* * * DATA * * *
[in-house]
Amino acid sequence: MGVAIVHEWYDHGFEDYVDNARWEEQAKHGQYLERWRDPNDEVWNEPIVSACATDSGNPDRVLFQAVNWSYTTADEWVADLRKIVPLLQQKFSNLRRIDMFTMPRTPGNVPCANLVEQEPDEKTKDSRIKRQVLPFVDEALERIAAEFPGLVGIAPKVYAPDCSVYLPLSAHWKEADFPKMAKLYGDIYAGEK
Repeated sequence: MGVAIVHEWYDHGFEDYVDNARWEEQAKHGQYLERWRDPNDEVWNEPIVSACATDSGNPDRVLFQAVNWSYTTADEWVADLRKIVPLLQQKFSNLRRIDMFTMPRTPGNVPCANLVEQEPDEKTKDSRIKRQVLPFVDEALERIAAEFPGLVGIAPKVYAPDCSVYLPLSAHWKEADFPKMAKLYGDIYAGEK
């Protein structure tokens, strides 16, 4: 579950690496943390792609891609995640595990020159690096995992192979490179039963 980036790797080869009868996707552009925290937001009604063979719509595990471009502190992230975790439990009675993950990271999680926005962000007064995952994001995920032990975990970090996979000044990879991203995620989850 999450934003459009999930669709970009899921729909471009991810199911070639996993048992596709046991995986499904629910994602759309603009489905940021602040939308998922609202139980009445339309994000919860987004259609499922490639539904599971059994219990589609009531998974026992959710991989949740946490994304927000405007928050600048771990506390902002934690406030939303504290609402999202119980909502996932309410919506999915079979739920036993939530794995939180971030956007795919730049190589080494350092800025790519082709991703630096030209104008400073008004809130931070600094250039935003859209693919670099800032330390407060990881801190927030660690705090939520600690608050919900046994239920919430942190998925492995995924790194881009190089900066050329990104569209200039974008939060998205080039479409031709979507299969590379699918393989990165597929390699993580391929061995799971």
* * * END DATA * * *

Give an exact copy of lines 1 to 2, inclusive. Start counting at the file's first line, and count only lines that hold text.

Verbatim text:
[in-house]
Amino acid sequence: MGVAIVHEWYDHGFEDYVDNARWEEQAKHGQYLERWRDPNDEVWNEPIVSACATDSGNPDRVLFQAVNWSYTTADEWVADLRKIVPLLQQKFSNLRRIDMFTMPRTPGNVPCANLVEQEPDEKTKDSRIKRQVLPFVDEALERIAAEFPGLVGIAPKVYAPDCSVYLPLSAHWKEADFPKMAKLYGDIYAGEK